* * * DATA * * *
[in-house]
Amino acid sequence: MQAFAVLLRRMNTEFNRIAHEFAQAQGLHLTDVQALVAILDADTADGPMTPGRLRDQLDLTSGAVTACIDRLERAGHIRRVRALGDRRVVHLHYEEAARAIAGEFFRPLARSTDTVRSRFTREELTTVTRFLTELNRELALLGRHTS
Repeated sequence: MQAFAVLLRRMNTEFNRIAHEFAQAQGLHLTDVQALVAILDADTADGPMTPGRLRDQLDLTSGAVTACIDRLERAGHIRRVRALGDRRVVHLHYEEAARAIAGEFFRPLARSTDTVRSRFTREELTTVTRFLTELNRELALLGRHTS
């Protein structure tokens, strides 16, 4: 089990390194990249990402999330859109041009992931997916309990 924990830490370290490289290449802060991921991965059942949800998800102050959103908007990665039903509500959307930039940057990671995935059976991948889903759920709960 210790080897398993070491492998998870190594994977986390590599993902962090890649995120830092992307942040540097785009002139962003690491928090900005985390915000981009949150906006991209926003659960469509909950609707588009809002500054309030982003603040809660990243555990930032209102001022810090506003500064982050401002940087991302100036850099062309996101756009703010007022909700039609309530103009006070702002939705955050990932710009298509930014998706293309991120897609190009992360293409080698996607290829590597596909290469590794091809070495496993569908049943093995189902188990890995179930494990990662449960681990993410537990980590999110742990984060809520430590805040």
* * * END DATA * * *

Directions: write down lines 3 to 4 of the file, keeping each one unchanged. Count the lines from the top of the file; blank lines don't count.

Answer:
Repeated sequence: MQAFAVLLRRMNTEFNRIAHEFAQAQGLHLTDVQALVAILDADTADGPMTPGRLRDQLDLTSGAVTACIDRLERAGHIRRVRALGDRRVVHLHYEEAARAIAGEFFRPLARSTDTVRSRFTREELTTVTRFLTELNRELALLGRHTS
């Protein structure tokens, strides 16, 4: 089990390194990249990402999330859109041009992931997916309990 924990830490370290490289290449802060991921991965059942949800998800102050959103908007990665039903509500959307930039940057990671995935059976991948889903759920709960 210790080897398993070491492998998870190594994977986390590599993902962090890649995120830092992307942040540097785009002139962003690491928090900005985390915000981009949150906006991209926003659960469509909950609707588009809002500054309030982003603040809660990243555990930032209102001022810090506003500064982050401002940087991302100036850099062309996101756009703010007022909700039609309530103009006070702002939705955050990932710009298509930014998706293309991120897609190009992360293409080698996607290829590597596909290469590794091809070495496993569908049943093995189902188990890995179930494990990662449960681990993410537990980590999110742990984060809520430590805040």